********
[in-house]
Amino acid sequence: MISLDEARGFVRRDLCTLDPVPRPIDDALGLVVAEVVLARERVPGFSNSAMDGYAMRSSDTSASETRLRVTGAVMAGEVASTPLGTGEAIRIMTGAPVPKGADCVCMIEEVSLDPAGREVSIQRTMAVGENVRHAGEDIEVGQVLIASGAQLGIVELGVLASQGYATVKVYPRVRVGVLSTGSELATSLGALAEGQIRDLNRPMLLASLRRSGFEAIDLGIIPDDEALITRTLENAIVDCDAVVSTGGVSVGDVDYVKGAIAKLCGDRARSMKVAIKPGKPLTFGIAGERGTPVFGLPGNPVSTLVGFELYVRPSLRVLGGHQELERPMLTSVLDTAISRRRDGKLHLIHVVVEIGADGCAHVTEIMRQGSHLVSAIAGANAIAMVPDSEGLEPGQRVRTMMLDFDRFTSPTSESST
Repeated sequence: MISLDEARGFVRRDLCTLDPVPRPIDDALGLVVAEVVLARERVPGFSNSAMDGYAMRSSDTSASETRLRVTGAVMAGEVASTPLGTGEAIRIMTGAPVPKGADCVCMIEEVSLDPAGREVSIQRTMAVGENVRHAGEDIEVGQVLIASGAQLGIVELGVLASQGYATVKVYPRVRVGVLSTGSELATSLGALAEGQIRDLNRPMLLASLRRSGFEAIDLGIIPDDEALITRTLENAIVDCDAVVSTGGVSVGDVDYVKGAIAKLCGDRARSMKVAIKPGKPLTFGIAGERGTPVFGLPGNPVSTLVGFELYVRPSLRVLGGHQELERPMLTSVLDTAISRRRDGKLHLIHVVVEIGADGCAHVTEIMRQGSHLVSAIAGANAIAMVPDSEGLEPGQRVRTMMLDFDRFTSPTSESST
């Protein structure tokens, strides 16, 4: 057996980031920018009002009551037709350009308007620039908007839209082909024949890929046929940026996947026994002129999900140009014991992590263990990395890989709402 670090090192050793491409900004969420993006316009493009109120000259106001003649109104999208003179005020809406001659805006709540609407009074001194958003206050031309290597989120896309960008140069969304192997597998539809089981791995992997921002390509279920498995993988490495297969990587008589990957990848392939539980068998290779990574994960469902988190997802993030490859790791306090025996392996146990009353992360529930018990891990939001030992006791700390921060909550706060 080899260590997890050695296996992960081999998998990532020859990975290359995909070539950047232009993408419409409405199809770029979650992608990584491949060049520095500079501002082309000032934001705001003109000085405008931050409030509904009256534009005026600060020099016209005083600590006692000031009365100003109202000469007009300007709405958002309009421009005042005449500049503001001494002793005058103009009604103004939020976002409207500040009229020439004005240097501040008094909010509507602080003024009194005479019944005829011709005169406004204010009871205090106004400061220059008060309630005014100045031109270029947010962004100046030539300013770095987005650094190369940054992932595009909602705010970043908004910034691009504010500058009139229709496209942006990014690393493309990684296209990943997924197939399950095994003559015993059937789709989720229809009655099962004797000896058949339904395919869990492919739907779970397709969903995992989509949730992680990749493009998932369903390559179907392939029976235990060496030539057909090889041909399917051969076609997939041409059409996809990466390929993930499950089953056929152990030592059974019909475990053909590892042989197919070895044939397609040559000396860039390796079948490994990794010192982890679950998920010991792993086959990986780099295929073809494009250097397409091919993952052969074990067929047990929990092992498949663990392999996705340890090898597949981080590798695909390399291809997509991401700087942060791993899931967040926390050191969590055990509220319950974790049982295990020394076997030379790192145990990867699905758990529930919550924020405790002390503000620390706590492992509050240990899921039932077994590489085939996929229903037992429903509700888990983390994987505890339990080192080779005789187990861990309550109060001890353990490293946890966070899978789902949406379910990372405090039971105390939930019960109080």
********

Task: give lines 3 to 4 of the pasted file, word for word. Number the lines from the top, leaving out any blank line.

Repeated sequence: MISLDEARGFVRRDLCTLDPVPRPIDDALGLVVAEVVLARERVPGFSNSAMDGYAMRSSDTSASETRLRVTGAVMAGEVASTPLGTGEAIRIMTGAPVPKGADCVCMIEEVSLDPAGREVSIQRTMAVGENVRHAGEDIEVGQVLIASGAQLGIVELGVLASQGYATVKVYPRVRVGVLSTGSELATSLGALAEGQIRDLNRPMLLASLRRSGFEAIDLGIIPDDEALITRTLENAIVDCDAVVSTGGVSVGDVDYVKGAIAKLCGDRARSMKVAIKPGKPLTFGIAGERGTPVFGLPGNPVSTLVGFELYVRPSLRVLGGHQELERPMLTSVLDTAISRRRDGKLHLIHVVVEIGADGCAHVTEIMRQGSHLVSAIAGANAIAMVPDSEGLEPGQRVRTMMLDFDRFTSPTSESST
């Protein structure tokens, strides 16, 4: 057996980031920018009002009551037709350009308007620039908007839209082909024949890929046929940026996947026994002129999900140009014991992590263990990395890989709402 670090090192050793491409900004969420993006316009493009109120000259106001003649109104999208003179005020809406001659805006709540609407009074001194958003206050031309290597989120896309960008140069969304192997597998539809089981791995992997921002390509279920498995993988490495297969990587008589990957990848392939539980068998290779990574994960469902988190997802993030490859790791306090025996392996146990009353992360529930018990891990939001030992006791700390921060909550706060 080899260590997890050695296996992960081999998998990532020859990975290359995909070539950047232009993408419409409405199809770029979650992608990584491949060049520095500079501002082309000032934001705001003109000085405008931050409030509904009256534009005026600060020099016209005083600590006692000031009365100003109202000469007009300007709405958002309009421009005042005449500049503001001494002793005058103009009604103004939020976002409207500040009229020439004005240097501040008094909010509507602080003024009194005479019944005829011709005169406004204010009871205090106004400061220059008060309630005014100045031109270029947010962004100046030539300013770095987005650094190369940054992932595009909602705010970043908004910034691009504010500058009139229709496209942006990014690393493309990684296209990943997924197939399950095994003559015993059937789709989720229809009655099962004797000896058949339904395919869990492919739907779970397709969903995992989509949730992680990749493009998932369903390559179907392939029976235990060496030539057909090889041909399917051969076609997939041409059409996809990466390929993930499950089953056929152990030592059974019909475990053909590892042989197919070895044939397609040559000396860039390796079948490994990794010192982890679950998920010991792993086959990986780099295929073809494009250097397409091919993952052969074990067929047990929990092992498949663990392999996705340890090898597949981080590798695909390399291809997509991401700087942060791993899931967040926390050191969590055990509220319950974790049982295990020394076997030379790192145990990867699905758990529930919550924020405790002390503000620390706590492992509050240990899921039932077994590489085939996929229903037992429903509700888990983390994987505890339990080192080779005789187990861990309550109060001890353990490293946890966070899978789902949406379910990372405090039971105390939930019960109080």